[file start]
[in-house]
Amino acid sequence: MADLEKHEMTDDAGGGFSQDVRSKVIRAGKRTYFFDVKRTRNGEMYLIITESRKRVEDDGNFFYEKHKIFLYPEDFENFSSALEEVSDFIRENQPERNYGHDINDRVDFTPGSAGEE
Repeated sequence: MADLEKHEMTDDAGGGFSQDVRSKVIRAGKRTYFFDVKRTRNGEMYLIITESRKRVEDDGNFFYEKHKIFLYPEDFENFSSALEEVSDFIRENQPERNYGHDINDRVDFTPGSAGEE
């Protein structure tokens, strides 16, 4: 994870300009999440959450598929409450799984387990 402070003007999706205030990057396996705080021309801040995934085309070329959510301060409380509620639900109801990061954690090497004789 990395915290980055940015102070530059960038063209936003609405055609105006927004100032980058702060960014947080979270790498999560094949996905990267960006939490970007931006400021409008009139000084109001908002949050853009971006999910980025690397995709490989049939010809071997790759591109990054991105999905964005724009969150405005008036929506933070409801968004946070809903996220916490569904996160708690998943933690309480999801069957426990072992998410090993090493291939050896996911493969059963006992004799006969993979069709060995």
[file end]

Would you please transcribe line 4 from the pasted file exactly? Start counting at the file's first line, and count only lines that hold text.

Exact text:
């Protein structure tokens, strides 16, 4: 994870300009999440959450598929409450799984387990 402070003007999706205030990057396996705080021309801040995934085309070329959510301060409380509620639900109801990061954690090497004789 990395915290980055940015102070530059960038063209936003609405055609105006927004100032980058702060960014947080979270790498999560094949996905990267960006939490970007931006400021409008009139000084109001908002949050853009971006999910980025690397995709490989049939010809071997790759591109990054991105999905964005724009969150405005008036929506933070409801968004946070809903996220916490569904996160708690998943933690309480999801069957426990072992998410090993090493291939050896996911493969059963006992004799006969993979069709060995």